Finally, the author's attack against those who argue governments are capable of imparting happiness by suggesting that those who accept the premise that governments are not so capable are, because of this, more likely to value conversation, reason, and graciousness toward others is demonstrably untrue. Those in the United States who advance arguments that happiness is to be found not in government but in religious institutions have, in a considerable number of cases (enough to significantly impact elections and legislation at all levels), proven themselves perfectly willing to use the levers of government to impose their religious beliefs upon others in the name of promoting and protecting "Christian values" and/or "Western culture", and their actions have included media censorship campaigns and attempts to prevent accurate, current information from being taught in public schools.


If you believe, however, that men are basically good and have progressed (either through evolution or history) to where they can live together in peace while also enjoying radical liberty (i.e., license to do whatever one wants according to one’s will and apart from any constraints of nature or convention), you have a problem. For one, if men can achieve a higher form of justice beyond mere freedom from the unjust rule of men, they should, and most likely will, pursue it in their politics.

To someone on the Right, of course, this is a rather utopian view of government. The Left is saying, in essence, that government is around to establish perfect social justice in every aspect of life. In raising, or returning, the aims of government to the heights of perfect justice while simultaneously promoting the radical embrace of human passion within every individual, political correctness follows.

If politics is about everything good, then there must be bad things people cannot talk about in politics. The higher the form of justice, the more harmony is required. Like a finely tuned, complex machine, a society striving for perfect justice becomes highly sensitive to any defects, no matter how small, and it demands complete conformity.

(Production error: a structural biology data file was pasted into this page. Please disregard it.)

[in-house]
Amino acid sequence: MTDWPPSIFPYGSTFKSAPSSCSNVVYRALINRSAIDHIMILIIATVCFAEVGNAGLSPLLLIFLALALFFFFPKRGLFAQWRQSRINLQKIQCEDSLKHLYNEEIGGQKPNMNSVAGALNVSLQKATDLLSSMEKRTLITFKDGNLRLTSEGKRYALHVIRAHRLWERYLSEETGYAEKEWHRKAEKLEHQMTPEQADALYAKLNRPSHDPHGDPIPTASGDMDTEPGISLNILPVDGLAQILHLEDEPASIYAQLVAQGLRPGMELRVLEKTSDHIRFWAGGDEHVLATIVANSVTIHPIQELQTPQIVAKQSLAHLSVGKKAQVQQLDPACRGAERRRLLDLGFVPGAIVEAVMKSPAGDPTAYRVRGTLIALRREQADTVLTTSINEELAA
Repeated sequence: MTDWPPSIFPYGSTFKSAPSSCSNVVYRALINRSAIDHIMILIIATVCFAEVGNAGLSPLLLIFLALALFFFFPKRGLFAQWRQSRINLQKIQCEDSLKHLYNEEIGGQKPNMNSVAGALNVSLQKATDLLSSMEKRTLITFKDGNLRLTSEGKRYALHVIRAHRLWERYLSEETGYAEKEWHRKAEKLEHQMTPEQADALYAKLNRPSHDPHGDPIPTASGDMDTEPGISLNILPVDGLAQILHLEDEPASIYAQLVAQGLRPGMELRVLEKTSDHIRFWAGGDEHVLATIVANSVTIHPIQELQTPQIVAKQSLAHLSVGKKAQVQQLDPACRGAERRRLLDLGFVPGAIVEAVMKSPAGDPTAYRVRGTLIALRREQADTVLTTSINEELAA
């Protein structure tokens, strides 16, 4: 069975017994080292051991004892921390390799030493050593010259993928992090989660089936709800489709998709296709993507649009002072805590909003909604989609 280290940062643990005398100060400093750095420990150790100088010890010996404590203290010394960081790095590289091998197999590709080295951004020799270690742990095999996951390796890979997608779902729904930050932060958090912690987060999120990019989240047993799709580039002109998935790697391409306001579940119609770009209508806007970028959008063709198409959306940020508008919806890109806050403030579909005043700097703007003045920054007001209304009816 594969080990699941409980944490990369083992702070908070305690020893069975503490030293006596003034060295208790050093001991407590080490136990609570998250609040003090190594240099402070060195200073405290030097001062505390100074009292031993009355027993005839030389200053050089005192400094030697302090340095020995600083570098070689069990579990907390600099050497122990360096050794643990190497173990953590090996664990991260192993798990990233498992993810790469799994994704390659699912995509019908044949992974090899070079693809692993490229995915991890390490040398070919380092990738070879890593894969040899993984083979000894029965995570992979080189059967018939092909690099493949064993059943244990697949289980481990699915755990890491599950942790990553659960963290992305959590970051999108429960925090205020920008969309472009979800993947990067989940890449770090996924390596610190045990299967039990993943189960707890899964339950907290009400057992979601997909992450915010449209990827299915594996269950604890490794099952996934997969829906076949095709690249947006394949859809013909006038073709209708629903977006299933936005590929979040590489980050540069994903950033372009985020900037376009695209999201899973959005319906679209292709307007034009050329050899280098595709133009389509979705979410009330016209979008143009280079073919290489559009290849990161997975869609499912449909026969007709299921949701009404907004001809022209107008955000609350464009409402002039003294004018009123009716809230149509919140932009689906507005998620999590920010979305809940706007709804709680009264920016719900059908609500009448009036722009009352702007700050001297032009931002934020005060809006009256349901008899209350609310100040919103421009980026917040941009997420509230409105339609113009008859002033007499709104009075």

I suppose a nuanced analysis of the political left's composition, motivations, objectives, and actions was too much to ask of the author. It's not like there are disagreements on the left about what peoples' political objectives and methods for attaining them ought to be (including objections to people preventing alternative viewpoints from being expressed), and it's not like there are people on the political right engaging in their own variety of political correctness and promoting authoritarian worldviews and policy proposals.

*ahem*

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Posted 13 days ago , edited 13 days ago

bemused_Bohemian wrote:

Pulled from The Daily Wire, written by Ben Shapiro.....
On Monday, President-Elect Trump held a meeting at Trump Tower with top members of the media. The New York Post reported:

Donald Trump scolded media big shots during an off-the-record Trump Tower sitdown on Monday, sources told The Post. “It was like a f–ing firing squad,” one source said of the encounter. “Trump started with [CNN chief] Jeff Zucker and said ‘I hate your network, everyone at CNN is a liar and you should be ashamed,’ ” the source said. “The meeting was a total disaster. The TV execs and anchors went in there thinking they would be discussing the access they would get to the Trump administration, but instead they got a Trump-style dressing down,” the source added.